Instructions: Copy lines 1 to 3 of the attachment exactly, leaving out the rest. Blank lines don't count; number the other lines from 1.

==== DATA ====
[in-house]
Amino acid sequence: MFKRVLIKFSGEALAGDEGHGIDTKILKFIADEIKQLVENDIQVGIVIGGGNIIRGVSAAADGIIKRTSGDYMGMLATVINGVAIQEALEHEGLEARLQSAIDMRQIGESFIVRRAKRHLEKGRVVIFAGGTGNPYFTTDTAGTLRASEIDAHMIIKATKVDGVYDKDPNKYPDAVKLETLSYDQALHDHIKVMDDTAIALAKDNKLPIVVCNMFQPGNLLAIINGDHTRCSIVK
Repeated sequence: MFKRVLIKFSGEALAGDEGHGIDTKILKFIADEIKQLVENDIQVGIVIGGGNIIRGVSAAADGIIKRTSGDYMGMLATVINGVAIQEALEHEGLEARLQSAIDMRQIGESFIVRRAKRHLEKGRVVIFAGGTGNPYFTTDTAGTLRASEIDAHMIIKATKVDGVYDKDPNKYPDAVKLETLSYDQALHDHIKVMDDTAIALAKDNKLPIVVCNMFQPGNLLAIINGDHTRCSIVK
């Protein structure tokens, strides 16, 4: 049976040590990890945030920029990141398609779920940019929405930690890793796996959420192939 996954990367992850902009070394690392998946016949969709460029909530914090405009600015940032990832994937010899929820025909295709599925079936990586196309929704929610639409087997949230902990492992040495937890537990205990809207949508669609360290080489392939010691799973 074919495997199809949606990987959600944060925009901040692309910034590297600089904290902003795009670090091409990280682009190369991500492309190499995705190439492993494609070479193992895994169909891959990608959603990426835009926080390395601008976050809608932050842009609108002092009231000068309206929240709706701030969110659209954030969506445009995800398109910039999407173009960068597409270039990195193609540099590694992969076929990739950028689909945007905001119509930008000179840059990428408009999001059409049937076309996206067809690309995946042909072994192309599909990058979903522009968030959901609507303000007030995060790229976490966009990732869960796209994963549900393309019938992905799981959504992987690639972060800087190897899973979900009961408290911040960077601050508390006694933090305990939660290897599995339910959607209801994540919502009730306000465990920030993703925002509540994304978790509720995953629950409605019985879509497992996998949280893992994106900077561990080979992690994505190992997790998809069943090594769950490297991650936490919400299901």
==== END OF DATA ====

[in-house]
Amino acid sequence: MFKRVLIKFSGEALAGDEGHGIDTKILKFIADEIKQLVENDIQVGIVIGGGNIIRGVSAAADGIIKRTSGDYMGMLATVINGVAIQEALEHEGLEARLQSAIDMRQIGESFIVRRAKRHLEKGRVVIFAGGTGNPYFTTDTAGTLRASEIDAHMIIKATKVDGVYDKDPNKYPDAVKLETLSYDQALHDHIKVMDDTAIALAKDNKLPIVVCNMFQPGNLLAIINGDHTRCSIVK
Repeated sequence: MFKRVLIKFSGEALAGDEGHGIDTKILKFIADEIKQLVENDIQVGIVIGGGNIIRGVSAAADGIIKRTSGDYMGMLATVINGVAIQEALEHEGLEARLQSAIDMRQIGESFIVRRAKRHLEKGRVVIFAGGTGNPYFTTDTAGTLRASEIDAHMIIKATKVDGVYDKDPNKYPDAVKLETLSYDQALHDHIKVMDDTAIALAKDNKLPIVVCNMFQPGNLLAIINGDHTRCSIVK